The Nigerian National Amputee Football Team, otherwise known as Special Eagles, has qualified for the World Cup in Turkey, following their performance at the Amputee Football Cup of Nations (CANAF 2021) tournament, which just ended in Dar es Salaam, Tanzania.
CANAF 2021 kicked off on November 27, 2021. The Special Eagles, who won silver medals at the last African championship, faced Egypt and Ghana at the group stage of the tournament in Dar es Salaam.
Although the team failed to lift the trophy in Tanzania, the impressive performance was enough to see them through to the World Cup, and the team seeks support from both the government and private sector to ensure a successful outing in Turkey.
The Special Eagles spent time training rigorously at the National Stadium, in Surulere, ahead of the Amputee Football Cup of Nations (CANAF 2021) tournament in Dar es Salaam, Tanzania. Shockingly, awareness of the competition and supports from both fans and the Nigerian government has been low.
Some few supporters who gather to watch the training sessions of the Special Eagles usually discuss, in loud enough whispers, plights of some of the players, some of whom work as commercial bus conductors in Lagos during the day, or as homeless Nigerians who sleep at some public places at night.
While some of the players have chosen to drop out of the team, others, for the love of the round leather ball, and for patriotism, have remained faithful to the game.
‘’The players are not given any allowance; we are not satisfied with the feeding and accommodation condition. The players are not being paid; they come from their homes, on their own.
They play with their own crutches, boots, football-training kits— none of which is forthcoming from the Federation. Though from information reaching us, the federation is cash trapped; funding is their problem,’’ Victor Mwemwe, Head Coach of the team, disclosed.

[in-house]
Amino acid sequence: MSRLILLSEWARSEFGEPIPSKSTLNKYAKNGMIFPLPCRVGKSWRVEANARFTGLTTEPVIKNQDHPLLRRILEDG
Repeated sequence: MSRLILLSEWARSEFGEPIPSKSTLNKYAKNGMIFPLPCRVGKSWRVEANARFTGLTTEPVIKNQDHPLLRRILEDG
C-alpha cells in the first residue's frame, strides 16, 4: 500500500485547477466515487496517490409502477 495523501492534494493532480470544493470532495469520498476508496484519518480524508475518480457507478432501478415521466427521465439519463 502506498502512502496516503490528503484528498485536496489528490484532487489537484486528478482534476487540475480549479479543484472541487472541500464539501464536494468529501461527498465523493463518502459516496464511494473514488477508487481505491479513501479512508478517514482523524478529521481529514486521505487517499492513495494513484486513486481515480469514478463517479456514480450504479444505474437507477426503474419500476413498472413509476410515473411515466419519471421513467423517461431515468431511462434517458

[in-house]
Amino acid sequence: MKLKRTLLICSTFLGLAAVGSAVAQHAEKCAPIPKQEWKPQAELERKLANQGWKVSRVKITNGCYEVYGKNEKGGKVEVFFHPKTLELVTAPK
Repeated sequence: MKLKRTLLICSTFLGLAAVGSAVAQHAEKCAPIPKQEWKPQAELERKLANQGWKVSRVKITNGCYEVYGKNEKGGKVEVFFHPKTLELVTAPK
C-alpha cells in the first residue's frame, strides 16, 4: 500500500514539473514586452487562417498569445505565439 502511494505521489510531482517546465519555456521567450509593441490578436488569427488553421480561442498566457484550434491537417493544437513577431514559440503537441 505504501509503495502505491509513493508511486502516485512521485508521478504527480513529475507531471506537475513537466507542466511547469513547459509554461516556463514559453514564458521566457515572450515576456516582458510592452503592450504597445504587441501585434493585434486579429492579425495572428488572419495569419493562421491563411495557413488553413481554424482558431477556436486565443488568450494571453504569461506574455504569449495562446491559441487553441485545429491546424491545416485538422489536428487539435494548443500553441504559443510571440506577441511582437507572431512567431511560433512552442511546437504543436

Captain of the Special Eagles, Sharafadeen Olalekan Oyeleke, who has been in the team for 18 straight years, believes that some Nigerian celebrities such as Davido, Burna Boy, and either former or present Super Eagles footballers, could be used as voices and faces to promote the amputee football in Nigeria hence, called for a national awareness on amputee football.
‘’We play the same football. It’s the round leather ball we are playing; we are not playing a square leather ball. The difference here is that we are using our clutches to gain balance and support, while they (able footballers) use their two legs to move.
What they do with normal football is what we also do, and we also play for the national team. So, we need them to come around to see how they can help us with their influence to promote this game in Nigeria and to change the face of amputee football where we could have it as a league in Nigeria and in all the whole 36 states.”
He continued: “We could have it as a festival; we could have it even in the All African Games. And if implemented, these suggestions will change the thinking of the physically challenged people, who can be made to see what they can lay back on, as well as what can fetch them money.”
Meanwhile, one of the Special Eagles players who spoke under anonymity revealed that “the highest payment each player has ever received for playing for Nigeria is a paltry sum of N40,000 (approximately $98). In spite of all these unnecessary challenges, the players are filled with high hopes and have a goal of bringing home the trophy.”